If you don’t experience empathy for another person, this 2014 Harvard study showed how to use your cerebrum to manipulate your limbic system into displaying a proxy of empathy.
Is this what we want from our human interactions? To have a way to produce an emotion the same way that an actor would as they read their lines?
The focus here was on how to finesse the effect of “no empathy.” Because the researchers didn’t define a lack of genuine empathy as a symptom of a fundamental problem, they absolved themselves from investigating any underlying causes.
Nice trick in the academic world.
In the real world, in which we are feeling human beings, what may be a cause of no empathy?
Let’s say that someone is in a position that helps people. They have daily encounters where they may be expected to be empathetic, but they seldom have these feelings for others.
An origin of that person’s condition may be that in the past, they needed help as a matter of survival, and they weren’t helped. Their unconscious memories of being helpless impel them to act out being helpful in their current life.
The person’s frequent reaction to any hint in the present of the agony of not receiving help back when they desperately needed it is to act out what they needed to have done back then. Helping others also gives them momentary distraction from their painful memories. But the relief is transitory, so they repeat the process.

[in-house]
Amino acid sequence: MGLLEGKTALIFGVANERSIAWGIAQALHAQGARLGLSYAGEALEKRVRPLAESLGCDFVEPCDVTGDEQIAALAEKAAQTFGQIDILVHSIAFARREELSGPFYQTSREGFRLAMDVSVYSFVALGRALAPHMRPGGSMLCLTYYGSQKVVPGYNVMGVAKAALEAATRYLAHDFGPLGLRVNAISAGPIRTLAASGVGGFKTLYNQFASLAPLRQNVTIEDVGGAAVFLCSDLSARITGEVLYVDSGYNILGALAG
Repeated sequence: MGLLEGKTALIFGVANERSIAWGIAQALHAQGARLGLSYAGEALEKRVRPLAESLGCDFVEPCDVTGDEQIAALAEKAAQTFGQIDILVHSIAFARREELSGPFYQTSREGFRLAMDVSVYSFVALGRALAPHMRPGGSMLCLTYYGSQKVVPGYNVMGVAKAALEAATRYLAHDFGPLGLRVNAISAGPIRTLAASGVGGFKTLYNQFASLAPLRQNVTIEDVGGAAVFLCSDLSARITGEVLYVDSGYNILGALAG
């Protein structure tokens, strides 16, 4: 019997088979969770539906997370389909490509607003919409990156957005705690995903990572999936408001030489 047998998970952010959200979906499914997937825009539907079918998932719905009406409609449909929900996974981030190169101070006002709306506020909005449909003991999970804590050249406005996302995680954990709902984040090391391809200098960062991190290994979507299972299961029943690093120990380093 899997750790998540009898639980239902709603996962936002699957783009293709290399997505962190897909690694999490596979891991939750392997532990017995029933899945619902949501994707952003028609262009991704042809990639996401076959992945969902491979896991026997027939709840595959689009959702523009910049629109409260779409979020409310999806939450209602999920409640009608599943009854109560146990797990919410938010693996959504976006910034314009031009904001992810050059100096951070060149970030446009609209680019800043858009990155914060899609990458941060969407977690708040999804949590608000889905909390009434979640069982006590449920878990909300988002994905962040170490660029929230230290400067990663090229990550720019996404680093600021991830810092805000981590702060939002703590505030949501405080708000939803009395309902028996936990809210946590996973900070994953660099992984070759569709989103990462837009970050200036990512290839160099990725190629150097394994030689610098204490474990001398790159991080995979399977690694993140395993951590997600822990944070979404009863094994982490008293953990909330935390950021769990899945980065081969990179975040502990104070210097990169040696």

Let’s say that the person’s unconscious needs pressed on them, and they made a career choice of actively helping people. They’re usually too caught up in their own thoughts and feelings and behavior, however, to sense the feelings of the people they’re helping in the present.
The person knows that something isn’t right, but they don’t know what the problem is. They see indicators such as: their actions that should feel fulfilling aren’t, they seldom feel empathy, and so on.
Dr. Arthur Janov’s Primal Therapy helps patients therapeutically address the origins of such conditions. A symptom such as lack of empathy for others will resolve as historical pains are ameliorated.
Or we can do as this study suggested: produce an inauthentic display – and thereby ignore the lack of empathy as a symptom – and never address the causes of no empathy.
http://www.pnas.org/content/111/12/4415.full “Episodic simulation and episodic memory can increase intentions to help others”